Sengebau joins other Pacific Ministers getting set for tough tuna talks
Honolulu, Hawaii – Ministers from the eight Parties to the Nauru Agreement (PNA) nations and Tokelau will be meeting here Friday.
Palau Minister of Natural Resources, Environment and Tourism Umiich Sengebau will attend the meeting which is set on Friday, Dec. 7 (Saturday 8th Palau time).
The powerful grouping which controls waters in which more than 50 per cent of the world’s biggest tuna canning species – skipjack – is caught.
Sengebau said he would propose that Palau host next year’s ministerial meeting.
On Dec. 2, tuna officials from the eight-member PNA met ahead of the Western and Central Pacific Fisheries Commission (WCPFC) meeting from December 10-14 in Honolulu.
The WCPFC sets the rules for tuna fishing as well as for protection of vulnerable ocean-going species such as sharks, rays and turtles
After the meeting PNA CEO Ludwig Kumoru emphasized the importance of the PNA’s collaboration with the Pacific’s largest fisheries body the Forum fisheries Agency.
Mr Kumoru said ensuring the tuna stocks remain healthy is the highest priority of the Islands.
This requires ongoing and effective conservation measures on both the high seas and in the exclusive economic zones of the Islands, he said
“That is why the PNA and the FFA put so much effort into preparing for WCPFC’, he said.
PNA officials met Sunday in Honolulu to discuss the new five-year draft strategic plan, electronic monitoring proposal focused on the longline fishing industry, budget plans for next year as well as regional fisheries issues for the upcoming WCPFC annual meeting.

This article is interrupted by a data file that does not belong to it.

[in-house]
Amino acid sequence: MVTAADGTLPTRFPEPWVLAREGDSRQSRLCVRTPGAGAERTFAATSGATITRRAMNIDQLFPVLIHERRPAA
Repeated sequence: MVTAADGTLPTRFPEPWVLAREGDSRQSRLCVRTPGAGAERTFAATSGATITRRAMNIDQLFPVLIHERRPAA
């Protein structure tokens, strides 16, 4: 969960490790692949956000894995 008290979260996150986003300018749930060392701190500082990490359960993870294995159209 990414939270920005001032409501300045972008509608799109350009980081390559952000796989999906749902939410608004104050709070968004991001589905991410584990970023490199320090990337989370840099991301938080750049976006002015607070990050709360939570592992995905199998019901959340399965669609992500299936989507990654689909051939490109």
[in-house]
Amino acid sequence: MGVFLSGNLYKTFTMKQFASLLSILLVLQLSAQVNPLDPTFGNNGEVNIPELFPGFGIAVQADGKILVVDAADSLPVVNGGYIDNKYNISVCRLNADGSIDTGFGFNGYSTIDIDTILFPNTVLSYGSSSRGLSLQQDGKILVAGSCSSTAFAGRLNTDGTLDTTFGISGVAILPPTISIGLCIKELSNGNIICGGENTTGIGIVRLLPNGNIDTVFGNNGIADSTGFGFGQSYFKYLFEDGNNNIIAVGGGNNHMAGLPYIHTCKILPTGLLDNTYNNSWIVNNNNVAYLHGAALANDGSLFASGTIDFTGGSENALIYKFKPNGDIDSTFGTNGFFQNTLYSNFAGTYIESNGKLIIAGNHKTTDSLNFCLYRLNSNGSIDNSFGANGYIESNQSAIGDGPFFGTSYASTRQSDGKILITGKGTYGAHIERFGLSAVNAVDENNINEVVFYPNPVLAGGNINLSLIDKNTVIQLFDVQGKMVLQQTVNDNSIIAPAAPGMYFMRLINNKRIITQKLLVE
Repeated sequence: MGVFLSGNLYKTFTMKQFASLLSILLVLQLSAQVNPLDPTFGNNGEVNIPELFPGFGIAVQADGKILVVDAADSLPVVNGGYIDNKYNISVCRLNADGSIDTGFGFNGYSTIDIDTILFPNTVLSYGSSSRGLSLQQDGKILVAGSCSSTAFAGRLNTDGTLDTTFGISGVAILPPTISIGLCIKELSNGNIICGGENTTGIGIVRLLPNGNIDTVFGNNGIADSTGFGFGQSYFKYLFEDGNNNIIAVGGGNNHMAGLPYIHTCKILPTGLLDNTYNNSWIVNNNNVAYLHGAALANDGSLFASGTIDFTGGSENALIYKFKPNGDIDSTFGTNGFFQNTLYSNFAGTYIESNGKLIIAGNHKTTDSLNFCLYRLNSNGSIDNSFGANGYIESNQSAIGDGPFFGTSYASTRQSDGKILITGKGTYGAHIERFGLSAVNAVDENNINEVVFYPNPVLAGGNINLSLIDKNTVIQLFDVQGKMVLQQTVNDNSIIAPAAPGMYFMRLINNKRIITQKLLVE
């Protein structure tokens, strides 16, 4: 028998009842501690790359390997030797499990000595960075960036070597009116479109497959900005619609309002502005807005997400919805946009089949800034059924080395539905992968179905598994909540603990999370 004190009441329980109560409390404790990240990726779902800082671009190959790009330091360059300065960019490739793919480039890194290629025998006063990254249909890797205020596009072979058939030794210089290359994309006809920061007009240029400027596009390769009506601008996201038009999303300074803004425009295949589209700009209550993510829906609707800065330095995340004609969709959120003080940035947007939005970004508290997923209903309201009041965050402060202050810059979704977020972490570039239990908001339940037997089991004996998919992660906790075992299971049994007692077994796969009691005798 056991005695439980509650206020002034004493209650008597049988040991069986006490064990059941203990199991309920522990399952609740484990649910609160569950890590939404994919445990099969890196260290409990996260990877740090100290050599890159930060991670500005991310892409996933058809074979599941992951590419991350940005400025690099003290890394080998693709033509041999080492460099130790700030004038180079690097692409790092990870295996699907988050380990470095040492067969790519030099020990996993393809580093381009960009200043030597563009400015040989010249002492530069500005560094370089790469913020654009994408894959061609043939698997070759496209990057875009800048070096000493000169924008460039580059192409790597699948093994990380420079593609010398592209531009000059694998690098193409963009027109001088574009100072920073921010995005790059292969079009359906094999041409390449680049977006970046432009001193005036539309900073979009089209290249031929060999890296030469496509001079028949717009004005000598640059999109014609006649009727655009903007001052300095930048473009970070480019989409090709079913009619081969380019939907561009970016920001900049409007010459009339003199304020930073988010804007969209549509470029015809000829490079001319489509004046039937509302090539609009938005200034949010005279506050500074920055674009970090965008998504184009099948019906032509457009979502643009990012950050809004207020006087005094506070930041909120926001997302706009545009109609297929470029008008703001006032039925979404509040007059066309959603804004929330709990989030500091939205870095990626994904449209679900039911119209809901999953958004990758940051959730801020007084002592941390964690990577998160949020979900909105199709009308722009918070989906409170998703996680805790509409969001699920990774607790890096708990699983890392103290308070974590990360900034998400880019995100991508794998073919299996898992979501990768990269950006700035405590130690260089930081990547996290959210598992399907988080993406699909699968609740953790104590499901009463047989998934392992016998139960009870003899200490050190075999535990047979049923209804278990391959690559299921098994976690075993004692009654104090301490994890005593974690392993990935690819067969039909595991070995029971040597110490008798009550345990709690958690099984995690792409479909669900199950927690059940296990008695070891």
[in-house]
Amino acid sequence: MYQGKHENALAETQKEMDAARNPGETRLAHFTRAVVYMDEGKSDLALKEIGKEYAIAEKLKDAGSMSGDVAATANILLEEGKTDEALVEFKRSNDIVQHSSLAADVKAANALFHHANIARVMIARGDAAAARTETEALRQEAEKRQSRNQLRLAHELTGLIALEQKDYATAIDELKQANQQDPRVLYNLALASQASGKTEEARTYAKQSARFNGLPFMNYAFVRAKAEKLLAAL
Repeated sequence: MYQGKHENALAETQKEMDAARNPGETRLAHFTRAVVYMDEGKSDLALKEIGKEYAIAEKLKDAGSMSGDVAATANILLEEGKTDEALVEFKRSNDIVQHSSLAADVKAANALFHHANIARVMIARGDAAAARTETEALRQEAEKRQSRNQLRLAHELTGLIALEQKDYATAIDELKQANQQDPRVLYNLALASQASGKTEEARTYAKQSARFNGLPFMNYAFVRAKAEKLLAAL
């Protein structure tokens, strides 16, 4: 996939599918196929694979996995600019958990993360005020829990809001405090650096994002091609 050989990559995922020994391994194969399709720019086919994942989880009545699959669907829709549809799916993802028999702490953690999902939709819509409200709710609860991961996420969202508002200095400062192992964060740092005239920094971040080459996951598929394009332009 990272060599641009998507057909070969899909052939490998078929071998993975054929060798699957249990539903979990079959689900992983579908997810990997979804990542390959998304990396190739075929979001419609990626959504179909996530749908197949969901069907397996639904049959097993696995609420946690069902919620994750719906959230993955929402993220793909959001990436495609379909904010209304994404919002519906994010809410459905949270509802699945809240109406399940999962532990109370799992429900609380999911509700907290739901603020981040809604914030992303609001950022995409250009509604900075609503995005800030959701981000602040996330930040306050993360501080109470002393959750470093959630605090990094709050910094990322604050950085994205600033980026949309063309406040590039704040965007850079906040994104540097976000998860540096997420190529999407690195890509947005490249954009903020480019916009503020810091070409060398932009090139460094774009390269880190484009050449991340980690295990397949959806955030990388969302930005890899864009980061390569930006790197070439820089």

Sengebau, along with the other ministers will attend the fisheries ministers’ meeting today in Honolulu to review the draft strategic plan, and other matters along with other WCPFC-related issues for policy consideration by the ministers.
Sengebau said he agrees that one of the issues that need to be tackled during the meeting is the improvement of the management fishing on devices which are placed in the water to attract fish -known as FADs- especially in light of new technology such as radar and sonar now useed on FADS.
“We need a better approach and better strategy on the FADs issue,’ Sengebau stated
PNA’s new five-year strategic plan, to be adopted soon, to guide its work, includes work to address climate change impacts on the fishery, according to a PNA press statement. (Bernadette H. Carreon)